Given the popularity of seven-seat SUVs you might think the minivan is dead, but Kia’s all-new Sedona is an excellent example of why this segment remains viable even if today’s annual sales are only about 40 percent of their high in 2000.
In 2000 there were 21 minivan models, and total sales were 1.37 million. Today there are seven brands, and sales seem to have settled at about 500,000 a year. In my opinion, a minivan is still one of the most versatile single vehicles there is because of the way it can haul people and things, but then, I’m from an older generation than most of today’s families.
Kia’s design, under the direction of former Audi stylist Peter Schreyer, is fresh and crisp. The Sedona is available in seven- or eight-passenger configurations and five trim levels with base prices ranging from $25,900 to $39,700.
The Sedona’s well-drawn proportions and subtle details give it an on-road presence more like that of a crossover utility vehicle, and the top SX Limited that I drove had the same Nappa leather found in the K900 luxury sedan plus most of the creature comforts and driving aids that one finds in a luxury sedan. Its sticker price was $43,295.
I was impressed with the test vehicle’s long list of safety items, such as stability control, adaptive cruise control, blind-spot monitor, brake assist, rollover mitigation, forward collision warning, rear cross-traffic alert and cornering brake control.
Kia’s UVO telematics system connects to your smartphone and will mark the location of the vehicle when you park. No more searching crowded parking lots. Apps such as Siri Eyes Free, Pandora, iHeart Radio and Yelp are also available.
The second-row captain’s seats slide on tracks to ease entry to the third seat but they also fold upright and slide forward, creating a large, flat load floor without having to remove the seats. When the second-row seats are positioned rearward, lower-leg rests can be unfolded for chaise-lounge seating.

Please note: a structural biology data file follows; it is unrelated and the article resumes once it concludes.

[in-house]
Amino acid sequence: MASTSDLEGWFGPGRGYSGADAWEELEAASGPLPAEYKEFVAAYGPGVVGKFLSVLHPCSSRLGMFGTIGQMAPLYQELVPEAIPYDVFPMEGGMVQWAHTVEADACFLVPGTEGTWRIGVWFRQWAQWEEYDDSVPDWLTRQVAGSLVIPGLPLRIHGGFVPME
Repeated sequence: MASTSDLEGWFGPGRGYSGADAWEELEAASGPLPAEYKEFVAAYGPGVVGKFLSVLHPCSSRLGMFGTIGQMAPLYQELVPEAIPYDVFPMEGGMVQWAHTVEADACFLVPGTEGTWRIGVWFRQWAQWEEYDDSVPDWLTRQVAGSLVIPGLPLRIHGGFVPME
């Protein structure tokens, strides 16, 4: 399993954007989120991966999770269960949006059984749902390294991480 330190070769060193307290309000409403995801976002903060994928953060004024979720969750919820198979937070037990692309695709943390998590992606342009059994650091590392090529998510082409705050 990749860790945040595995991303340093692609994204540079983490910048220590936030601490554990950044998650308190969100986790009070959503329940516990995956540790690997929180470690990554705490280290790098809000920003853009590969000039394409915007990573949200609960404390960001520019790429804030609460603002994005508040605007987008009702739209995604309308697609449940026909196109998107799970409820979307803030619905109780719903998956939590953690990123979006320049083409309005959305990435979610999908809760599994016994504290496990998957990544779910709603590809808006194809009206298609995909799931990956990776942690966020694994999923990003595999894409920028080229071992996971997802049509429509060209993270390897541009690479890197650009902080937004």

The seats of the test vehicle were hard to slide, presumably because of the rubber covering on the tracks.
The split-folding third-row seat collapses into the floor when needed. Four carry-on-bags will fit in the luggage well behind the third seat.
The 3.3-liter V-6 that is mated to a six-speed automatic transmission has 276 horsepower. It had more than enough power to carry six people comfortably. Wind and road noise were muted nicely, in part because of sound-deadening in the engine compartment, double-sealed sliding doors and padding around the wheel wells.
The Sedona’s independent rear suspension and adjustable dampers do a good job of providing a compliant ride with handling that feels more like a utility vehicle than a minivan.
Spending a week with the SX Limited made me realize that minivans have plenty of appeal and are still useful in a time when they are often overshadowed by SUVs.
The base price of the SX Limited is $39,700. Options included the technology package of lane-departure warning, high-intensity headlights, forward collision warning, surround view monitor and smart cruise control. The sticker price was $43,295.
Five years or 60,000 miles with a 10-year, 100,000-mile powertrain warranty.
Tom Strongman’s e-mail address is firstname.lastname@example.org
2015 Kia Sedona SX Limited
Engine: 3.3-liter, 276-horsepower V-6
Transmission: Six-speed automatic, front-wheel drive
Wheelbase: 120.5 inches
Curb weight: 4,539 pounds
Base price: $39,700
As driven: $43,295
MPG rating: 17 in the city, 22 on the highway